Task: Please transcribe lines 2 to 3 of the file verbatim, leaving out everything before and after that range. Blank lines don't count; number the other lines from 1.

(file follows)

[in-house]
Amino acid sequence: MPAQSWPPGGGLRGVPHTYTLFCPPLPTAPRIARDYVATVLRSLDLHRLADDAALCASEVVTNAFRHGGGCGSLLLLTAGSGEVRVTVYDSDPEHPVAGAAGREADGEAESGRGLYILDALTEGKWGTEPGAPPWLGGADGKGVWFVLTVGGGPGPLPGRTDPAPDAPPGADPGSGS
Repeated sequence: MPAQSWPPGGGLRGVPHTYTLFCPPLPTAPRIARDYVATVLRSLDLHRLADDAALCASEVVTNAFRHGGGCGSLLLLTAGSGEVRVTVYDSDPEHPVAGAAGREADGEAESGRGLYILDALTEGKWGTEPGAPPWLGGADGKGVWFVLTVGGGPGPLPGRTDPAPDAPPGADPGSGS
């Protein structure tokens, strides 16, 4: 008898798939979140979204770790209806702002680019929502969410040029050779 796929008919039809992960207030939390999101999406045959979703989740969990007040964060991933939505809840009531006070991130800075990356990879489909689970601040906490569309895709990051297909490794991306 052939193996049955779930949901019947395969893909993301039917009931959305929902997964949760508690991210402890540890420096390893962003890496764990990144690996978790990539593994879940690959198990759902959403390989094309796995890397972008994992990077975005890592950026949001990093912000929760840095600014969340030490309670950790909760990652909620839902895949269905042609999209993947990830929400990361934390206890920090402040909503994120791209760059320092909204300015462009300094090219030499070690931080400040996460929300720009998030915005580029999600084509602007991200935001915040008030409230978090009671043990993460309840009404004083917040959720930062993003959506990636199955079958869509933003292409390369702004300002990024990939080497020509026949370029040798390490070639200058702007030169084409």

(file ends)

Amino acid sequence: MPAQSWPPGGGLRGVPHTYTLFCPPLPTAPRIARDYVATVLRSLDLHRLADDAALCASEVVTNAFRHGGGCGSLLLLTAGSGEVRVTVYDSDPEHPVAGAAGREADGEAESGRGLYILDALTEGKWGTEPGAPPWLGGADGKGVWFVLTVGGGPGPLPGRTDPAPDAPPGADPGSGS
Repeated sequence: MPAQSWPPGGGLRGVPHTYTLFCPPLPTAPRIARDYVATVLRSLDLHRLADDAALCASEVVTNAFRHGGGCGSLLLLTAGSGEVRVTVYDSDPEHPVAGAAGREADGEAESGRGLYILDALTEGKWGTEPGAPPWLGGADGKGVWFVLTVGGGPGPLPGRTDPAPDAPPGADPGSGS